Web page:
The friction assembly includes at least one wedge for engaging the interior surface of the cylinder. The friction assembly further includes a plurality cf spaced-apart compression rings, that are interleaved with the wedges, for forcing them into radially outwardly directed frictional engagement with the interior surface of the cylinder. In one form of the invention, the energy damping device includes one friction assembly, and one pre-loaded spring. Thus, when the device is subjected to vibratory shock loadings, as well as kinetic transient loadings, the resulting energy is converted into thermal energy, and is dissipated along the inner wall of the cylinder. In this regard, the spring applies an axial force to the adjacent outer compression ring, for forcing it into a tighter engagement with the next adjacent wedge. Therefore, the wedge is forced radially outwardly into frictional engagement with the inner wall of the cylinder.

Similarly, depending on the magnitude of the applied force, the wedges in the friction assembly are forced into frictional engagement with the inner surface of the cylinder. Another form of the invention includes an energy damping device having a pair of spaced-apart friction assemblies, which are oppositely disposed relative to the spring.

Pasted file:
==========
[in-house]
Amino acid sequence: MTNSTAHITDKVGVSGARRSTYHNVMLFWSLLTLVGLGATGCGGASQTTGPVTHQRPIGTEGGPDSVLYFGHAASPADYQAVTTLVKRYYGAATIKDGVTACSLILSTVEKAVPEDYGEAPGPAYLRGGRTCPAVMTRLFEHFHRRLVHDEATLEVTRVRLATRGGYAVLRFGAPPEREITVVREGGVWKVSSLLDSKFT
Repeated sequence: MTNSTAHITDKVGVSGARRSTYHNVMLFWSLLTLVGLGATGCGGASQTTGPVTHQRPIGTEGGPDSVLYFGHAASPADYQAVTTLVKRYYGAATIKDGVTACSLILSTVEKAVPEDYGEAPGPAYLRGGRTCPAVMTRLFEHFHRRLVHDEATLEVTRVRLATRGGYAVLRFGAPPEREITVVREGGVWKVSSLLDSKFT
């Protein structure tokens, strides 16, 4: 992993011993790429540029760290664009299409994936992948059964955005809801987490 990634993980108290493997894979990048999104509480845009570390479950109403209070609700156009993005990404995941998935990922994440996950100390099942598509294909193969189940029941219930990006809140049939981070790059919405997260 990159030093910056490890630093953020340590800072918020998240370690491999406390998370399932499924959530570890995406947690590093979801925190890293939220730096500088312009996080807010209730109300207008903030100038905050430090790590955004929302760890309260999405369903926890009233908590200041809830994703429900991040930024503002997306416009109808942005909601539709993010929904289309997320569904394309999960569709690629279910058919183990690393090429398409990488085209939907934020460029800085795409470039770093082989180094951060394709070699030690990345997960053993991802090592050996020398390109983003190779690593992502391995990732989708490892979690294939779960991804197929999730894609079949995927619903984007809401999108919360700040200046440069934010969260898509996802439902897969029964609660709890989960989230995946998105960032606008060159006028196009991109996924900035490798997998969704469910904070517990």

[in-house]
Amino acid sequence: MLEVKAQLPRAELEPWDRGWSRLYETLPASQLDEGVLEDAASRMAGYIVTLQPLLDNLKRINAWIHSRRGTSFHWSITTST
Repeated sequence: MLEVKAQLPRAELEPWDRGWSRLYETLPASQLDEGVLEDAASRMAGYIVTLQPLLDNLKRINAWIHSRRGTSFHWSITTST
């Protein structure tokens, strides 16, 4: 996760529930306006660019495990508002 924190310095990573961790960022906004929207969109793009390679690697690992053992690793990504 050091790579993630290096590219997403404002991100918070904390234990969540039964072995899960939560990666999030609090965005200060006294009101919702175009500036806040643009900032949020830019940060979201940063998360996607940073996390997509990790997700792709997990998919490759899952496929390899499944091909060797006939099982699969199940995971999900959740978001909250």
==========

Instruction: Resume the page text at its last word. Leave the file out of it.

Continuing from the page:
Yet another form of the invention features an energy damping device, which includes a pair of spaced apart friction assemblies, oppositely disposed relative to the spring, and a pair of stops, for limiting the free travel of the piston inside the cylinder, and further for limiting the travel of one of the friction assemblies therein. A gap or space is provided between one stop and the adjacent friction assembly, for allowing a limited free travel of the piston inside the cylinder. Still another form of the invention, features an energy damping device which includes a friction assembly disposed intermediate two double acting pre-loaded springs.